Holes in the Hurricanes' defence hard to fix

06:09, May 21 2012

Shifting Beauden Barrett to fullback and Andre Taylor to the wing might plug the gap left by injured wing Cory Jane, but it won't fix the holes in the Hurricanes defence.

Coach Mark Hammett said the retention of Samoan international Tusi Pisi at first five-eighth is being considered ahead of Saturday's must-win match against the Melbourne Rebels.

"With CJ being out [for up to six weeks] there are a few ways we can go. We can keep Andre at fullback and bring in one of our wings, or we can play Beaudy at fullback and bring Andre to the wing," Hammett said yesterday.

"I thought when we had the ball [against the Brumbies] we got some good go-forward and a lot of that was a round Tusi and his ability to play flat and find space.

"That's the discussion we need to get through and we'll ultimately have that decision made by [tonight]. Beauden's very good at fullback and he actually performed well there ... it's about what's best for the team, not what's best for Beauden or Tusi."

Jack Lam is a ready-made replacement for desperately unlucky openside Karl Lowe, who is out for four to six weeks with yet another knee injury.


But one wonders if what's best is the least disruptive plan in the backs – to just restore Alapati Leiua to the wing.

Whatever the case, it should play second-fiddle to the fixing the defence and Hammett plans to ask some hard questions during today's review session.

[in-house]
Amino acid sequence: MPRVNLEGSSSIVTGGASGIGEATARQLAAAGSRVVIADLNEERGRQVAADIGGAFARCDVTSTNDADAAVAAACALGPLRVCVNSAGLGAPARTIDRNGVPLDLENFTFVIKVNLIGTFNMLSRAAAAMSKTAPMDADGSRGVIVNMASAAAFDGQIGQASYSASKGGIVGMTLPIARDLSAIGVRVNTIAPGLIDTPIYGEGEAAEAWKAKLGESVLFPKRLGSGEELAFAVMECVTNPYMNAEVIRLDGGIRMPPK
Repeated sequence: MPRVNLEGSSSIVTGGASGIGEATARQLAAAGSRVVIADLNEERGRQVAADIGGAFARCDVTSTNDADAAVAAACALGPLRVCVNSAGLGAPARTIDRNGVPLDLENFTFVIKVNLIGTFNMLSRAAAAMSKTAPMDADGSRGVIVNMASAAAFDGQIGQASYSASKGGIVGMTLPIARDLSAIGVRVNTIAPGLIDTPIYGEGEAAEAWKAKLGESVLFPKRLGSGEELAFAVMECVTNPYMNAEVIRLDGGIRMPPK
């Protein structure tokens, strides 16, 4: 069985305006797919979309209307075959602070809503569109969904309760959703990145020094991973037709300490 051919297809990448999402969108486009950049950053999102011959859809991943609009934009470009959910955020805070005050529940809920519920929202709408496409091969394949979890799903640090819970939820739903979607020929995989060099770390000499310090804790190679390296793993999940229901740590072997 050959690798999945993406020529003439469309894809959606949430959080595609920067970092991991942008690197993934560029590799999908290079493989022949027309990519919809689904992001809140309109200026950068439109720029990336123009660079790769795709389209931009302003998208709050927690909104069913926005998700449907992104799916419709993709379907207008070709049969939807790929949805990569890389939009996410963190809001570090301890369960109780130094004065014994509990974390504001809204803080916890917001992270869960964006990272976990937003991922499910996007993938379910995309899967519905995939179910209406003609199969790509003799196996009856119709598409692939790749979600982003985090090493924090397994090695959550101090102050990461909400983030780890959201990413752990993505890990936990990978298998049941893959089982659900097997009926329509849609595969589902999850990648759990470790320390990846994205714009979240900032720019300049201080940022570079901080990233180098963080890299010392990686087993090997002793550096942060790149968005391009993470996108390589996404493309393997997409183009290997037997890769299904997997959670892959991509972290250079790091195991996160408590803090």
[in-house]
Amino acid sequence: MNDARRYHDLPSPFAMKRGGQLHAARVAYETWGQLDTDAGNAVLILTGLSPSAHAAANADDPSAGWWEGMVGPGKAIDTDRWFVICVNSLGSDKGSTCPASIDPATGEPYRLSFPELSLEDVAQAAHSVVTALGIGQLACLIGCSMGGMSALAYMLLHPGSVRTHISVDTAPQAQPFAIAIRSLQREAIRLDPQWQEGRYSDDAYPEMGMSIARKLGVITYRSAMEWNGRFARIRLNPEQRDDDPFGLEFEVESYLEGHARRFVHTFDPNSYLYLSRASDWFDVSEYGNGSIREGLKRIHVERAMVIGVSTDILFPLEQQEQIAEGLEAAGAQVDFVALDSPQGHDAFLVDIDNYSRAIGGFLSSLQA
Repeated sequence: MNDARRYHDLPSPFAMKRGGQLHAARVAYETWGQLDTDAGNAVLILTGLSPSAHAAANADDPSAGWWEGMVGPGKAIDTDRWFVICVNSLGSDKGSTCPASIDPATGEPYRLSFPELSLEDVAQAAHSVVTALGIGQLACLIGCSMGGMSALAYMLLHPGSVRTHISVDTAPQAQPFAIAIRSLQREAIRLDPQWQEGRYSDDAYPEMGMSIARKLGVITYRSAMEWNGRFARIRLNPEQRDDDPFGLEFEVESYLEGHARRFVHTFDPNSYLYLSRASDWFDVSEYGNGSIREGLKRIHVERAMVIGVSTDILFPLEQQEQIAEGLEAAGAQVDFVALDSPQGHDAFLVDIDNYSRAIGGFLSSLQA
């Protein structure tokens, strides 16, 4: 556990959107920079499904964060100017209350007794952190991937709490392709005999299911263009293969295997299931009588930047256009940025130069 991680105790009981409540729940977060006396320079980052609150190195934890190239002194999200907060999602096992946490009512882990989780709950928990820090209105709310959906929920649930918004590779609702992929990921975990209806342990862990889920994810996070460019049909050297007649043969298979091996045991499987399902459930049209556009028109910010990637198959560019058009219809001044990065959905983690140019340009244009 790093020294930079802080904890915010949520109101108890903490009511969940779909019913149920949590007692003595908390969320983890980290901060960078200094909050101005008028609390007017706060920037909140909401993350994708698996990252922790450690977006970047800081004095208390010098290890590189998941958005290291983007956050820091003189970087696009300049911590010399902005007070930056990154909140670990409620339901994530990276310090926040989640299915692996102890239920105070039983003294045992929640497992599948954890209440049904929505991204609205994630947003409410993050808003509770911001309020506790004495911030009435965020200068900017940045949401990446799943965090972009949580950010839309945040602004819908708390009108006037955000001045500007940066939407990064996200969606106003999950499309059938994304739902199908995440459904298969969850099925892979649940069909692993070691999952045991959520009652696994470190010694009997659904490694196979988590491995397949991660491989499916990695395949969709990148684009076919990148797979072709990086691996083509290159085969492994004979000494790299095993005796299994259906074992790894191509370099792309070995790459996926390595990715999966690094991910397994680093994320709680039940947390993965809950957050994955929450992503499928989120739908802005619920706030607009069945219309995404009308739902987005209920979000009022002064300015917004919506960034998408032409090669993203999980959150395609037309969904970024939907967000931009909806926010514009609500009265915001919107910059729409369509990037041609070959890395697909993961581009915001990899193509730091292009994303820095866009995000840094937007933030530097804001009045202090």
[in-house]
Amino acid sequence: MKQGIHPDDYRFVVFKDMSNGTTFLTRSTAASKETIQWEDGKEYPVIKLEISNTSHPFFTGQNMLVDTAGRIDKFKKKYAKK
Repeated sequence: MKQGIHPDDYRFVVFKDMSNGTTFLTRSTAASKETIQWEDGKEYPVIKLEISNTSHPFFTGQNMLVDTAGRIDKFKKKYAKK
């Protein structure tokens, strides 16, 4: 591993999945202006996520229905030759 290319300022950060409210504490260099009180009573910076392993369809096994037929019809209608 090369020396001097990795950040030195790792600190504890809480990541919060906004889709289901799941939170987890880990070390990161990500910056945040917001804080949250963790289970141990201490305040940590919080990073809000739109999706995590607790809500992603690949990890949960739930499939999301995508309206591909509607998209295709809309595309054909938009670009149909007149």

They will centre on a defence that took two steps forward against the Blues and Highlanders, but a giant one backwards during a 37-25 loss to the Brumbies, that's seen the Hurricanes drift to ninth on the ladder.

The tape will show that at least half a dozen players missed second half tackles. Too often defenders appeared to drift too fast for the man on their inside, leaving ineffective arms flapping.

The Hurricanes have given up a woeful 346 points this season, which at an average of a shade under 29 points per game, is the worst in the competition.

But Hammett defended the system, saying it was concentration levels that needed to improve.

"Across the board we only had three blatant miss tackles," he said.

"They're individual errors. I could go and show the missed tackles, but they are just blatant miss tackles. There's nothing wrong with the system, we were never short of numbers, that side of it was sorted.

"For us, those individual errors were costly. In our review we will be focusing on that individual mindset. Even though the defensive system was all right, I felt we lacked some collective intensity."

What is clear is a valuable win went begging because the Hurricanes failed to do the basics in the final half hour.

TJ Perenara, otherwise brilliant, threw a horrible low pass to Pisi, always solid Tim Bateman got himself in no-mans land, the scrum failed to secure a feed on the goal line. The list went on.

And players made poor decisions on the kick chase, often reaching for the ball when simply targeting the catcher was a better option.

For all that, all is not lost. The Hurricanes' try-scoring ability is intact, their set piece vastly improved, and the playoffs still mathematically within reach due to the 24 competition points still on offer. The simple question, perhaps, is how badly they want them.

The Dominion Post